So its now the time of year when the hard training and racing has stopped. You’ve probably had a bit of time out from training – maybe a holiday. But now you’re getting back into doing a little bit of sport, building a little consistency for winter. Now is the time to sort out flaws in technique, things that may have been holding you back or causing you injury. Video swim analysis is one of the best tools around to help you with your swimming – regardless of your level or ability.
We specialise in the delivery of one-to-one swim stroke analysis sessions, in our endless pool at the amazing Triathlon Shop in Bristol. Here we can break down an athlete’s swim stroke, identify any flaws or weaknesses and give them guidance on how they can improve their stroke and overall efficiency, through their usual training sessions.
So what is video swim analysis?
During an hour session, our qualified coach will put your through a structured session in the pool, analysing all aspects of your stroke and looking for areas which could be improved. Examples include, but are not limited to, overall body position, body rotation, breathing technique, stroke efficiency. During the session itself we will give pointers where we can and will also provide you with a debrief at the end, identifying key areas for improvement and also particular drills or sessions you can follow to help overcome these, as part of your usual swim training.
We will always consider your aims and aspirations with your swimming at the outset of the session and incorporate this into the sessions and the advice we give. Whether you are an experienced swimmer or a novice looking to do your first triathlon, we are here the help with video swim analysis.
Can you video me?
Yes sure, we do this for the majority of our athletes and everybody comments on how watching their videos gives them an increased awareness of their body when they swim and what it is doing at various stages of the stroke. We use a number of high definition cameras to capture video swim analysis at various angles, both above and beneath the water. At the end of the session your coach will take you through these and they will also potentially be available to keep at the end of your session.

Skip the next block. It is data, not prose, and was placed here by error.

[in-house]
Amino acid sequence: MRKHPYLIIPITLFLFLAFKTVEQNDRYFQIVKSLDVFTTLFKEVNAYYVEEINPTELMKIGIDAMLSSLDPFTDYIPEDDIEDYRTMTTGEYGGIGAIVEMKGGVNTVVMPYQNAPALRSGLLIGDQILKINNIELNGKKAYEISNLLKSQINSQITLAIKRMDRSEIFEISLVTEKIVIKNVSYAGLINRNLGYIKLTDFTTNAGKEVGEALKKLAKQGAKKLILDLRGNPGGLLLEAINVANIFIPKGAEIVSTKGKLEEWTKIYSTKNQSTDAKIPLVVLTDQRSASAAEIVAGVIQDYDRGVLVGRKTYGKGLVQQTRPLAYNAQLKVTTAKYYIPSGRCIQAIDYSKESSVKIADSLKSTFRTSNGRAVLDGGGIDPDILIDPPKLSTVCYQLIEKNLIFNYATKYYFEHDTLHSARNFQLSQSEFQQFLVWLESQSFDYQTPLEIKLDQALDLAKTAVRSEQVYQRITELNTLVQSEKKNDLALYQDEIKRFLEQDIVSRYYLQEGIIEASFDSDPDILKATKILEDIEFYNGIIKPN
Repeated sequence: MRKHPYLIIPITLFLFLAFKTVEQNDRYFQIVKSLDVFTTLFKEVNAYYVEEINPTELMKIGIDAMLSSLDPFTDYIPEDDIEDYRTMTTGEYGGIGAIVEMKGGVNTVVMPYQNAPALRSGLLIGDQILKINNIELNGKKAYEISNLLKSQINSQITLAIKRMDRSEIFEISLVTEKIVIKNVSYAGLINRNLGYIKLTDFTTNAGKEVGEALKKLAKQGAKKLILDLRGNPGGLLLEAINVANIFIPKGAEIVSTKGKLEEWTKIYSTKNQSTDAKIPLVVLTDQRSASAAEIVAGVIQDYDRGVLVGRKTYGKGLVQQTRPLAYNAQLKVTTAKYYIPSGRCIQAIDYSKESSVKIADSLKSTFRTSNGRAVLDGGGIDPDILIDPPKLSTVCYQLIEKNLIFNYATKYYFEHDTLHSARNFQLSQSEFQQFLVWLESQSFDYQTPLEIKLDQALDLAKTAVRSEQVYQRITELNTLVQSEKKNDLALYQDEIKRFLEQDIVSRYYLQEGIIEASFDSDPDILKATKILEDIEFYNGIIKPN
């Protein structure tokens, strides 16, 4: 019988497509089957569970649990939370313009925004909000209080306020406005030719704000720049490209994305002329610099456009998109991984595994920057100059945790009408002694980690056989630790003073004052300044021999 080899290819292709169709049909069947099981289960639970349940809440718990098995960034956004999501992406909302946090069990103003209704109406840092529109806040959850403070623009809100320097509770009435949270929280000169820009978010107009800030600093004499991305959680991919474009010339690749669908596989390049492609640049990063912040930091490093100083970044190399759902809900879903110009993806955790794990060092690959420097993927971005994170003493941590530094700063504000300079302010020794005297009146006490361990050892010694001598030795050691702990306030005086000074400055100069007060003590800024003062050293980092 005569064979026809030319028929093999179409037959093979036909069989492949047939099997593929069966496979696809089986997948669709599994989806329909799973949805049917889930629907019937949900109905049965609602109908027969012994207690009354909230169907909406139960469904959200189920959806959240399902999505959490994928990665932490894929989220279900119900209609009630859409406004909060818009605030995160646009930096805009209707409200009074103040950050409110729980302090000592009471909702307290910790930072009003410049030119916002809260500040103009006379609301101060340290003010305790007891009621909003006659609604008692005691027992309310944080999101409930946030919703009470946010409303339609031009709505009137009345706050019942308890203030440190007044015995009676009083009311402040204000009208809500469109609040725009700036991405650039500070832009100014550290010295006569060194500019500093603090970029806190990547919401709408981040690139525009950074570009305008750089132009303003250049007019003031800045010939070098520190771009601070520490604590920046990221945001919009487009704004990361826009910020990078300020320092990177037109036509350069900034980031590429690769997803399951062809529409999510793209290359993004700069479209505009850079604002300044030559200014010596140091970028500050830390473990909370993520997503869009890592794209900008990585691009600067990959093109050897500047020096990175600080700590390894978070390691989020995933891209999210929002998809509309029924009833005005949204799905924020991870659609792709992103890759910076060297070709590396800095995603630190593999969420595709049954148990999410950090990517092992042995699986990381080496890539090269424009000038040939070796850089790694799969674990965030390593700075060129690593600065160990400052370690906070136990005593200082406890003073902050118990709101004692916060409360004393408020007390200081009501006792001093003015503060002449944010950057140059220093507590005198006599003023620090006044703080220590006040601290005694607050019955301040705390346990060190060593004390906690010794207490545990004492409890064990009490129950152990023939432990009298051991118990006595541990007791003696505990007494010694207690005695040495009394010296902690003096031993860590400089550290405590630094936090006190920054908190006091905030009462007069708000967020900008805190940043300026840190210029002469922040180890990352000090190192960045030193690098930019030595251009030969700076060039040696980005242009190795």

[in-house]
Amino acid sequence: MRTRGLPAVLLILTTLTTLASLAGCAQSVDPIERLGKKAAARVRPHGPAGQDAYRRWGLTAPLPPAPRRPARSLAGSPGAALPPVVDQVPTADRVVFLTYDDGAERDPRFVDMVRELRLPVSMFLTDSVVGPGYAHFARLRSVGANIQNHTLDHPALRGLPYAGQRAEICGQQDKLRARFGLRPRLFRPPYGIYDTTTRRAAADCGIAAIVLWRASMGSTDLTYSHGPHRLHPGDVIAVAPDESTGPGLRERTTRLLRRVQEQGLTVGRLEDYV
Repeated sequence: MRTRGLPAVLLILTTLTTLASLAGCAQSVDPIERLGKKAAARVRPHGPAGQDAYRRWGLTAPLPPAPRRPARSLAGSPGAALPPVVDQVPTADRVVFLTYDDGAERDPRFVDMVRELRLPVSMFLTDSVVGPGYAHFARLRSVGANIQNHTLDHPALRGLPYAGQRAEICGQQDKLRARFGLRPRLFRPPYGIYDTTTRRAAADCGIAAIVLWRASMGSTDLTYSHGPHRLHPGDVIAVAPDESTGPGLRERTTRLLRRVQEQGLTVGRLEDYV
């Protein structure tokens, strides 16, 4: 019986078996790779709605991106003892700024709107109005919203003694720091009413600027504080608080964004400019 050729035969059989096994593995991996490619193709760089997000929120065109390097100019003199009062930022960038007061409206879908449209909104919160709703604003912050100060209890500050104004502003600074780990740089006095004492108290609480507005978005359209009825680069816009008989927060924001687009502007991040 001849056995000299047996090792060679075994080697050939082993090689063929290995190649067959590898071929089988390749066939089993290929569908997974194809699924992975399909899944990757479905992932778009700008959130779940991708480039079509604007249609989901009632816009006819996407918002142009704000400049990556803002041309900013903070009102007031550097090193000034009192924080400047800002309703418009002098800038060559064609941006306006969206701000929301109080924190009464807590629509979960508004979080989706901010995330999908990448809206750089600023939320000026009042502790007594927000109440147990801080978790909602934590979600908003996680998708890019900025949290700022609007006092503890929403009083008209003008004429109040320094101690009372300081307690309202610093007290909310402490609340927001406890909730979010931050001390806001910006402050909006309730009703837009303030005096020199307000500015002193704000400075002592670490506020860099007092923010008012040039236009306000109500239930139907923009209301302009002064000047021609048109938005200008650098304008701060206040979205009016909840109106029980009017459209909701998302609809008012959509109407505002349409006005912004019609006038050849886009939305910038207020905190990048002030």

Is swim analysis really for me?
Whether you are an experienced triathlete or relatively new to swimming, everybody can benefit from having video swim analysis. As with all aspects of life, we all develop bad habits and even the smallest issue in your stroke can have a massive impact on your overall efficiency through the water. See a video below of shop director Holly Burrage in the pool having a session of coaching with us.
What is an endless pool?
Our endless pool is approximately 3 metres long and 2 metres wide and just over a metre deep. This may not sound like a lot but a water jet at the front pushes water down the pool creating a current that the athlete then swims into. We are able to control the speed of the current and as such can set the pace to you and the type of session you are undertaking.
You as an athlete push off from the back wall and start to swim. Once you are settled into your stroke you will in effect be swimming on the spot. The mirror we have on the bottom of the pool acts as a guide and also allows the you to watch your stroke as you are swimming. Once you have had enough you simply stop swimming, float towards the back of the pool and stand up.
When Can I Do A Session?
The pool is available whenever the store is open. We can do sessions Monday-Friday 8-6, and Saturday 10.30-5.30. Things are obviously open to availability
How long does a session last?
A typical session lasts 1 hour, although first sessions may be slightly longer due to the initial chat you will complete with your coach. Remember this is your one-to-one with a coach and you have their undivided attention, but it won’t be constant swimming for an hour! A lot of the time will be spent looking at the video of you swimming and understanding what will make your stroke better/stronger/smoother/faster.
How much will it cost?
A single hour one to one session costs £65, with the option to take the video swim analysis home a further £15 on top of that. Beyond that we offer the option of a personalised PDF with particular drills, skills and comments from the session at £100. Finally with a review swim at a later date for £120. We are just about to start offering block bookings, where athletes can pre-pay for a number of sessions at a significantly discounted rate. Please contact us for our current special offers.